白井 晟一の「原爆堂」展 新たな対話にむけて

白井 晟一の「原爆堂」展 新たな対話にむけて

Exhibition on Temple Atomic Catastrophes by Seichi Shirai Moving towards the new dialogue




I feel relieved when going outside and looking at the endless blue sky. I wonder if this might be an ideal color. The true reason for living bubbles up inside of my body. Because natural wisdom liberates a free human life from any constraints.

These are the opening sentences of the essay “Meshi” by Seiichi Shirai. Two years prior to this essay, he worked for the “Genbakudo: Temple Atomic Catastrophes” project, addressing the atrocity and the deserted world of ruins, caused by the atomic bomb attacks on citizens in Hiroshima and Nagasaki. The “endless blue sky” had shattered to pieces in this world. The “modern” world, as Hannah Arendt referred to it, had begun with the explosion of an object – created by humans in contradiction to “natural wisdom”.

At a time when the U.S., UK, and U.S.S.R. under the Cold War were desperate to promote research and development to further improve the destructive power of atomic bombs, a Japanese fishing boat, the Daigo Fukuryu Maru, was exposed to radiation from a nuclear test by the U.S. at Bikini Atoll in March, 1954. All of the 23 crew members suffered acute radiation syndrome, and the chief radioman died a half year later. This led to examinations of radioactive pollution in tuna and seafood, and of radioactive rain resulting from nuclear tests. More than 30,000,000 signatures were collected, finally moving toward a ban on nuclear tests in the atmosphere and oceans.

In such circumstances, pieces addressing atomic bombs and the nuclear issue began to be created afresh in various areas, such as movies, literature, comics, photos, art, and music. Well-known movies include “Godzilla” by Ishiro Honda, “I Live in Fear” by Akira Kurosawa, “Lucky Dragon No. 5” by Kaneto Shindo, and “Hiroshima mon amour” by Alain Resnais. The only architectural expression confronting the nuclear issue was “Genbakudo” plan, which was published in newspapers in April 1955 as a proposal for the Maruki Gallery for the Hiroshima Panels. “Genbakudo” came to public attention, yet was never constructed. In August, Shirai made a brochure in English for an international society, and he expanded its function to something other than a museum.

In March 2011, the “Seiichi Shirai: Spirit and Space” exhibition was held in Tokyo prior to the 30th anniversary of his death. Its main exhibit was “Genbakudo” plan. On March 11th, the pacific coast of the Tohoku Region was hit by a massive earthquake and tsunami, and the nuclear power plant in Fukushima experienced a major accident with severity level 7. The potential threat of nuclear disaster became real and was thrust upon people. The message in “Genbakudo” was ironically received with deeper meaning after 60 years. Writer Shin Fukunaga saw the “Genbakudo” plan at the exhibition and gave an impressive comment: “It appears to me that it is a future work of architecture, rather than a never-implemented architectural work from the past.”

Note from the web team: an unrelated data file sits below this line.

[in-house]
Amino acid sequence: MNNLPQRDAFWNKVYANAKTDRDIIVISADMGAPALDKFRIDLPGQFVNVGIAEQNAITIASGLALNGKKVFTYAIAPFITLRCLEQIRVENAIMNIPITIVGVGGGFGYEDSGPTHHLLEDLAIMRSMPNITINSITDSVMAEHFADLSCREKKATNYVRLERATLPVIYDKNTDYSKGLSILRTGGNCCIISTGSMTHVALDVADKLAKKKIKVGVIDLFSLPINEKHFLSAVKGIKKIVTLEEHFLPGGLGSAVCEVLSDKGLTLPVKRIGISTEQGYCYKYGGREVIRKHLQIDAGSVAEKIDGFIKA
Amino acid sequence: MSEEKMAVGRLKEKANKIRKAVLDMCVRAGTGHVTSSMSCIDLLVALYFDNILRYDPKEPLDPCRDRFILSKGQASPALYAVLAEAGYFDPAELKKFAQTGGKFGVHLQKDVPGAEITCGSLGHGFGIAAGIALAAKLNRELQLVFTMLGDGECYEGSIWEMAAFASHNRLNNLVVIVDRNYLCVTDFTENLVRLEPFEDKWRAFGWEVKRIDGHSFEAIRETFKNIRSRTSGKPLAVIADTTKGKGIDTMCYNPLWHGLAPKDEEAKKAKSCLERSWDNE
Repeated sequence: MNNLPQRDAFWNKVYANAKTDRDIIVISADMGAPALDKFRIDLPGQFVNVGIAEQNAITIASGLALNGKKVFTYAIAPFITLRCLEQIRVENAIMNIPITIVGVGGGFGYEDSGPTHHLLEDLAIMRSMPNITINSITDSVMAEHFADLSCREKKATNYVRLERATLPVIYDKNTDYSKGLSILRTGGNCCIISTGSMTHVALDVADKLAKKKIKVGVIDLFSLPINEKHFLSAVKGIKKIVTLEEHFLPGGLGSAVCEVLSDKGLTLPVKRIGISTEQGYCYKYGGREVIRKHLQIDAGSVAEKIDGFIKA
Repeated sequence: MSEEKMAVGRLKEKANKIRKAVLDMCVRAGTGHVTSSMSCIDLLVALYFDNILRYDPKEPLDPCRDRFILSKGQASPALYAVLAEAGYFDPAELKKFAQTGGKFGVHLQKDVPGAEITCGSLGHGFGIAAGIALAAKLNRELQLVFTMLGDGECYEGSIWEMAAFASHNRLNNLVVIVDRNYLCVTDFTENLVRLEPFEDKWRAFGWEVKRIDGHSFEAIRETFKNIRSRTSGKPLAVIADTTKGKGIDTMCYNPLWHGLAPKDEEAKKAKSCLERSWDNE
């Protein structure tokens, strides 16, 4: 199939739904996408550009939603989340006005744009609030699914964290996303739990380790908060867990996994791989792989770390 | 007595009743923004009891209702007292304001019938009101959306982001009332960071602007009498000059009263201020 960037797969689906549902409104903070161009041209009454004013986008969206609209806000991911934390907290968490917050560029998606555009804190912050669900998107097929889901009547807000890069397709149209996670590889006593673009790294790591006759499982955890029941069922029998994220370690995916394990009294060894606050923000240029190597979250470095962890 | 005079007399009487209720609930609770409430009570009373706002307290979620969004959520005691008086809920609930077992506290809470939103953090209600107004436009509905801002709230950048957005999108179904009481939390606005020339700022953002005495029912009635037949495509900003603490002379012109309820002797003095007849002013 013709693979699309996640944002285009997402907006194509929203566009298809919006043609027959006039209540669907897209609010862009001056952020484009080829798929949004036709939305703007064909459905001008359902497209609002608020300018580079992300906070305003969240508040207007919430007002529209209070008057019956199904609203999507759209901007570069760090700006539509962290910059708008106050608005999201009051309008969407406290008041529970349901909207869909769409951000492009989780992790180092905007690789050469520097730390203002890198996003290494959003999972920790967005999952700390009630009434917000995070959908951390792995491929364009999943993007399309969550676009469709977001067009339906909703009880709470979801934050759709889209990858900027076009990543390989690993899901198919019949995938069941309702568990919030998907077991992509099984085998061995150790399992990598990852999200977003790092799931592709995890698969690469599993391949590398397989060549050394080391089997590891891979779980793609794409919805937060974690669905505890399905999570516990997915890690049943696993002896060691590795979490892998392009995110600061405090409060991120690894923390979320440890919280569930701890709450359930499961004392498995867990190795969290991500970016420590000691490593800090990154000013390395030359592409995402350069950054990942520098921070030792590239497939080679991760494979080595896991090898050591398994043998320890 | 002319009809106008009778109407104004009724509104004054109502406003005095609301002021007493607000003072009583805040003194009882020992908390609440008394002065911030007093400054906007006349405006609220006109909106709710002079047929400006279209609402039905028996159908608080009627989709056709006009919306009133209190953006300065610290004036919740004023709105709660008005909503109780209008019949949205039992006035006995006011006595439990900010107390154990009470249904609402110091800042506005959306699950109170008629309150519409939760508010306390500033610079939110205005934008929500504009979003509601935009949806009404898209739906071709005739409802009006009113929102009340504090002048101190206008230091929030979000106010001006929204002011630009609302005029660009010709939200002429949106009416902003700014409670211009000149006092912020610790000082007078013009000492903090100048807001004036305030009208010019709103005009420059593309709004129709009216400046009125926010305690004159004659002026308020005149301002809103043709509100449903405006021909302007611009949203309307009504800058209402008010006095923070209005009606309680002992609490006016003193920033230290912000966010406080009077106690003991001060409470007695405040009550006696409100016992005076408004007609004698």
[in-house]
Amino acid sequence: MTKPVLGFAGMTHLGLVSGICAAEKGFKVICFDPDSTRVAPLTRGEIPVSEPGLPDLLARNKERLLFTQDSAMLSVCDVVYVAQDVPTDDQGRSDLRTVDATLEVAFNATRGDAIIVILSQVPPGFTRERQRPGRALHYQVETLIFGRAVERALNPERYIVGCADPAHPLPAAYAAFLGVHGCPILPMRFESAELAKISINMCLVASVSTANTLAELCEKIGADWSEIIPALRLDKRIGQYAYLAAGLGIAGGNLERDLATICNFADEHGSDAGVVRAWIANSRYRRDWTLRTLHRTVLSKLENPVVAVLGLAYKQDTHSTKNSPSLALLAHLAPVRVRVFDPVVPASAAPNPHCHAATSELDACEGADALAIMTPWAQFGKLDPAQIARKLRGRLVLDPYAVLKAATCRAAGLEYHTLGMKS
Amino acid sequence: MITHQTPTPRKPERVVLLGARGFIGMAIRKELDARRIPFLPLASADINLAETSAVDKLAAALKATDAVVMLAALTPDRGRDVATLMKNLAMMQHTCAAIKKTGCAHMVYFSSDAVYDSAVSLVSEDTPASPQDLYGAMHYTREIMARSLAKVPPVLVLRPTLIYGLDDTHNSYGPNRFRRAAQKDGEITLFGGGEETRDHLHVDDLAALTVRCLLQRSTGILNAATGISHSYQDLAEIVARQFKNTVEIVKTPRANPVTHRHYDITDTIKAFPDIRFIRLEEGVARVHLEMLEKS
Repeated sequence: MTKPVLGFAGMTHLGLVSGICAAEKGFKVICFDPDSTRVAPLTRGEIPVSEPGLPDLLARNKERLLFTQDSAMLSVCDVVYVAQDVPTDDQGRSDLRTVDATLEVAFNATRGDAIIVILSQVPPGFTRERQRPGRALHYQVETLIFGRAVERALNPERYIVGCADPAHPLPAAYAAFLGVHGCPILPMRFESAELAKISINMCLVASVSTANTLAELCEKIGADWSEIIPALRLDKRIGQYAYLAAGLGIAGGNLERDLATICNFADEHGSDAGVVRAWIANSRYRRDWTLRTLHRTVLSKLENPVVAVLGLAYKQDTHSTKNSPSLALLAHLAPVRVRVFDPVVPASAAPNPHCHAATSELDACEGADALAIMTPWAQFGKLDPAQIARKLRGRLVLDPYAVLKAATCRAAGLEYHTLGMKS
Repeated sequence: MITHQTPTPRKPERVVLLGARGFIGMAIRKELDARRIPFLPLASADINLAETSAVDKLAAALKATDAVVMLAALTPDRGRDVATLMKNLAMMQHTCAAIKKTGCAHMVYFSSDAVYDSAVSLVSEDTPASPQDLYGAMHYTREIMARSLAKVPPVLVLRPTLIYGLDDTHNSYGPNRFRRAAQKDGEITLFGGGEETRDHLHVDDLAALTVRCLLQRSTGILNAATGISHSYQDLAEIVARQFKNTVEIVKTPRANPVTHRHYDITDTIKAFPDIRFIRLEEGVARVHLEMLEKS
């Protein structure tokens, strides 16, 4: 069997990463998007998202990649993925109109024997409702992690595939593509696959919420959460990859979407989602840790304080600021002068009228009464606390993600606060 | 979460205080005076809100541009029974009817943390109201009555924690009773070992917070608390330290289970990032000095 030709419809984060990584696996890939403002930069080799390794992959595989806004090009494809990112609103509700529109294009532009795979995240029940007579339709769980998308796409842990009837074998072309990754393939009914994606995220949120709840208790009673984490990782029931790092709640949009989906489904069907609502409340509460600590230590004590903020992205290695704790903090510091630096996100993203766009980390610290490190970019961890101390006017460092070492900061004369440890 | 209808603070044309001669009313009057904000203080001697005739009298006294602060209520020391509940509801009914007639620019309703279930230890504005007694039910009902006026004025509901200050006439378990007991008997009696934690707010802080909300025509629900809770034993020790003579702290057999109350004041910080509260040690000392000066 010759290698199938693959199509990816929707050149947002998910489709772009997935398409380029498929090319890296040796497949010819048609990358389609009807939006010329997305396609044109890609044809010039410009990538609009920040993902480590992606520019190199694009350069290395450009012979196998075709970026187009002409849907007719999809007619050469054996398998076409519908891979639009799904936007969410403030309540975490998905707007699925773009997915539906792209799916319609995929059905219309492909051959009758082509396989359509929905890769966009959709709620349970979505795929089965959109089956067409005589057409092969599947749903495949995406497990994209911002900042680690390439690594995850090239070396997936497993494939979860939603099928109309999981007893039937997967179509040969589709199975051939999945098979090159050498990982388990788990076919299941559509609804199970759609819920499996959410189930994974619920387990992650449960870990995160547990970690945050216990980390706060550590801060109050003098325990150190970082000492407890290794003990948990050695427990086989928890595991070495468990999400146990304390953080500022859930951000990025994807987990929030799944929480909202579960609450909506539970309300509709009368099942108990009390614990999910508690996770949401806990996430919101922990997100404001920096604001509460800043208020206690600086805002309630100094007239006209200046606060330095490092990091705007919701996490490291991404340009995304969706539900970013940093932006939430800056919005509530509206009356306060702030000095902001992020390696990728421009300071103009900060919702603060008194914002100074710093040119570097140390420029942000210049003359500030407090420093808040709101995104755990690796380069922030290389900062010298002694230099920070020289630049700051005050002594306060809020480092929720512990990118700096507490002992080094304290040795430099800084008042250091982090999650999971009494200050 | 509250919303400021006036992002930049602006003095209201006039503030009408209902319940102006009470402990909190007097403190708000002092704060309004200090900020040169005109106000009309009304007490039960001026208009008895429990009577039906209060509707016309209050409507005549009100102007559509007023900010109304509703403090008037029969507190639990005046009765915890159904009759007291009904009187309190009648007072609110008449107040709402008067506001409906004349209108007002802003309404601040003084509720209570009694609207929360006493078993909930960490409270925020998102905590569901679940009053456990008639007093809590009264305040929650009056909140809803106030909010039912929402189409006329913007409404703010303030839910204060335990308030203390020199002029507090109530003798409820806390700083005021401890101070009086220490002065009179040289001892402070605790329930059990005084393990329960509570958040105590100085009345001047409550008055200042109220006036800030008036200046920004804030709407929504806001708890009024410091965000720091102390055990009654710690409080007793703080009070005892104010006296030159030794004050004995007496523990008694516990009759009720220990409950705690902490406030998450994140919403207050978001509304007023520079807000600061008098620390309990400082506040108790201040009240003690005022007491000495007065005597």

The “Genbakudo” plan consists of a finely drawn perspective drawing, a few basic drawings, and short comments by the designer. We make continuous efforts to comprehensively and precisely understand the content and intention of the plan as much as possible, while taking into account Shirai’s activities as an architect, various expressions including the essays, and the times as a background.

Japan and its citizens used to be the only victims of nuclear bombing. However, the nuclear accident in Fukushima caused hazards to Japanese citizens, and also unavoidably made the country a nuclear perpetrator, releasing radioactivity into the ocean and atmosphere. This stimulated the efforts to construct “Genbakudo”. No more hibakusha (survivors of the atomic bombings), and no more dreadful experiences for anybody. Such ardent wishes of the hibakusha and others, and a tacit agreement that was grown through their activities constituted a national consensus in postwar Japan. We believe that they had formed an identity of the country of Japan. The agreement and identity were destroyed by the Fukushima accident.

It would be wonderful if we could overcome nuclear threats at once. However, many people share a common understanding that there is a long way to go before we are free of the possible world-destroying threat. It is important to not avert our eyes from this difficult reality, to look straight at the issue of humans and nuclear, and continue to carry the burden. For this reason, we believe that medical services and care for hibakusha – who have been born with various ways and covered up – are a responsibility of the international society beyond countries. With our focus on “Genbakudo”, we seek ways to materialize facilities and a structure for this purpose.

Construction Committee of Genbakudo

白井 晟一Shirai Seiichi

Seichi Shirai, born 1905 in Kyoto, studied German philosophy and the history of architecture at Humboldt University of Berlin and Heidelberg University, was one of the most active and prominent architects of 20th century Japan. His works are characterized by his profound understanding of philosophy. In 1961, He won the Kotaro Takamura Prize, in 1969, Award of the Annual of Architecture in Japan, Prize of Architectural Institute of Japan, Mainichi Art Prize, and in 1980, the Japan Art Academy Prize. His major architectural works are Akinomiya Village Office (1951), Matsuida Town Office (1956), Asakusa Zenshoji Temple (1985), Shinwa Bank Tokyo Branch, Ohato Branch, Sasebo Main Building (1963, 1963, 1969), Kureha-no-le Residence (1965), Kohaku-An Residence (1970), Syoto Art Museum (1980), Sekisui-Kan (1981). He was also known as a calligrapher, having published Kosikyo-shojo in 3 volumes. His essays were published under the title “Muso”(no windows).